It's difficult to explain the compulsion to self-harm. In some ways it makes no sense at all to cut away at the skin; to puncture the protective shell that keeps us whole. In many others, it often feels like the only thing that makes sense when your emotions are eating you alive from the inside out. And HBO's latest prestige drama centers on Camille Preaker (Amy Adams), a journalist investigating the deaths of two young girls in her hometown, who also has an extensive history of self-harm. Each episode is named for a word she has etched into her flesh.
It's been a couple years since I last took a blade to my forearm. It used to happen quite frequently. If you look long enough you can still see the scars. It started when I was around 14. I'm still not sure where I got the idea from, I just know that for many years, it was the only thing that kept me feeling whole. Over the years I had periods of abstinence, but I always came back to my weapon of choice. I cut when I was sad. I cut when I was angry. I cut when I was depressed, and overwhelmed and heartbroken and when I just needed to force myself to feel something. It was methodical and I had rules about how frequently I allowed myself release, but it was a poorly kept secret because it's hard to get away with long sleeves in a tropical climate.
When my high school boyfriend found out what I was doing, he eventually refused to talk about it. He didn't understand it and didn't want to. It scared him, and all he wanted to know was that I would stop. His concerns were reasonable, but I resented him for not letting me share this part of my life with him. He didn't get it because he wasn't trying. He didn't know that when I felt like I would burst, seeing that thin red line of blood spring up before my eyes would give me something to focus on. The pain was a small price to pay for a means to channel emotions I was too overwhelmed to process. He didn't know that the scars gave me clarity.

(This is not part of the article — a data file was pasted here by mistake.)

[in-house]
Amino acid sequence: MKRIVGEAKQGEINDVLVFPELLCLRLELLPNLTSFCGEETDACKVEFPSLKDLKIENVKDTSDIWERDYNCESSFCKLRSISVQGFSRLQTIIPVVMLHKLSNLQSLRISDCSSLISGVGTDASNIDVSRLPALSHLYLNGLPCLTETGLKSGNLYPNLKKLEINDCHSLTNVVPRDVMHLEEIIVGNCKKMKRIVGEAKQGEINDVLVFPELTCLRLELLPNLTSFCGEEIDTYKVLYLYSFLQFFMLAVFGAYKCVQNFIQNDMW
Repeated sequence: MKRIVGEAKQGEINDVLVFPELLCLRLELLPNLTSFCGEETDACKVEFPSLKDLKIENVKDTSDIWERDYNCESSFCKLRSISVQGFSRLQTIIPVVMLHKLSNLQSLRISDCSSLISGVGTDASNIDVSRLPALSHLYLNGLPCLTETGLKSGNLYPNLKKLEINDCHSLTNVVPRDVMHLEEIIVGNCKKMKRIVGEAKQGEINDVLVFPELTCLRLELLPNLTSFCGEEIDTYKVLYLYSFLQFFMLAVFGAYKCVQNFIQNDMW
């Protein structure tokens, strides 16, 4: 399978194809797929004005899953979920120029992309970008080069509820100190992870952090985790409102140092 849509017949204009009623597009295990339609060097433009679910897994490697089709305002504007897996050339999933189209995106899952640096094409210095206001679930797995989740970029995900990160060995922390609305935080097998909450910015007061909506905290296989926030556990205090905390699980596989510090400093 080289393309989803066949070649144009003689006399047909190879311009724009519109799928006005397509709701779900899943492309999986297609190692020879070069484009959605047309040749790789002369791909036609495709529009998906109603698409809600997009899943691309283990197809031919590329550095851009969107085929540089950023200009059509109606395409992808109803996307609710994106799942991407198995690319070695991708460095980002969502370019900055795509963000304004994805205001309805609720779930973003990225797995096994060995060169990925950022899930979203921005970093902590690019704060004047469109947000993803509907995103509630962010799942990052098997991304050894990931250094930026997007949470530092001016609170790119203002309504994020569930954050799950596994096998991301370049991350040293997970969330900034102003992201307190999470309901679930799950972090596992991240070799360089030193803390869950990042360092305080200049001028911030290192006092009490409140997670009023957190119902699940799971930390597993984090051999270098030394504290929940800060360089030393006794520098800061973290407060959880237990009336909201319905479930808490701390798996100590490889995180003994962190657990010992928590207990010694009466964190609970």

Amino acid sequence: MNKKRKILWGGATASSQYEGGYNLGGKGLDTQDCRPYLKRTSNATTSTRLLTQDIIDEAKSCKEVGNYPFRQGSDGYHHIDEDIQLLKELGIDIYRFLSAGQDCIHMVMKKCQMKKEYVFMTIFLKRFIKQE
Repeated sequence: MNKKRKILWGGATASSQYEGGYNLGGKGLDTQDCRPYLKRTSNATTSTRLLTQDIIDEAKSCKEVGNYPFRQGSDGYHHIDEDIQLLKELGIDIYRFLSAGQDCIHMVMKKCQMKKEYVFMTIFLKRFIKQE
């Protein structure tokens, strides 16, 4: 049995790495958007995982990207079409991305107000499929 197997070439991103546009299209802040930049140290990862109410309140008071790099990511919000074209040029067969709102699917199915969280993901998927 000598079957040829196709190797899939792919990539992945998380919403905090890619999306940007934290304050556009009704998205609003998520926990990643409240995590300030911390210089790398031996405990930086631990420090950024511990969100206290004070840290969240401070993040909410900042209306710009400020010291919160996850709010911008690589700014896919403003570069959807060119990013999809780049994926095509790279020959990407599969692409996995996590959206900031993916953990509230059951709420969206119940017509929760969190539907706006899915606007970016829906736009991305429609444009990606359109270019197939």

In Sharp Objects, Camille has spent time in an in-patient facility because of her self-harm. In the third episode "Fix" we see the aftermath of a violent night. When Camille finds that her teenage roommate Alice (Sydney Sweeney) has committed suicide, Camille dislodges a screw from the toilet in their shared bathroom and viciously rips into her own skin. The image is messy and terrifying and bloody and indelibly seared into my mind. It was the first time in a while I'd felt that familiar itch in my palm. Even as someone with a low tolerance for onscreen violence, I didn't realize until later that the itching was a trigger. Even as I type this I have to keep pausing to wiggle my fingers; it's the only thing that keeps that familiar sensation at bay.
Without divulging too much of the plot, it is safe to say that Camille has suffered enough trauma in her life to warrant some erratic behaviour, but it also made me feel guilty for succumbing to self-harm for so much less. Once in college at the height of a Boston winter, my loneliness (and what I now suspect was Seasonal Affective Disorder) took hold and I called the campus emergency hotline. When I heard the voice on the other end of the line I panicked, hung up and decided my old vice would have to do. Later, the office sent someone to check on me in the morning (presumably to make sure I wasn't dead); my arm had been split open. No, I had split my arm open. Angry red lines crept up from my wrist to my elbow and I was embarrassed that they could see them. Here were more people who now knew that I couldn't cope. That I was overwhelmed and incapable of regulating my emotions. I refused to go with them to a doctor but they threatened to call my parents if I didn't see the school shrink. I went to two appointments. It was the only time I've ever been in therapy.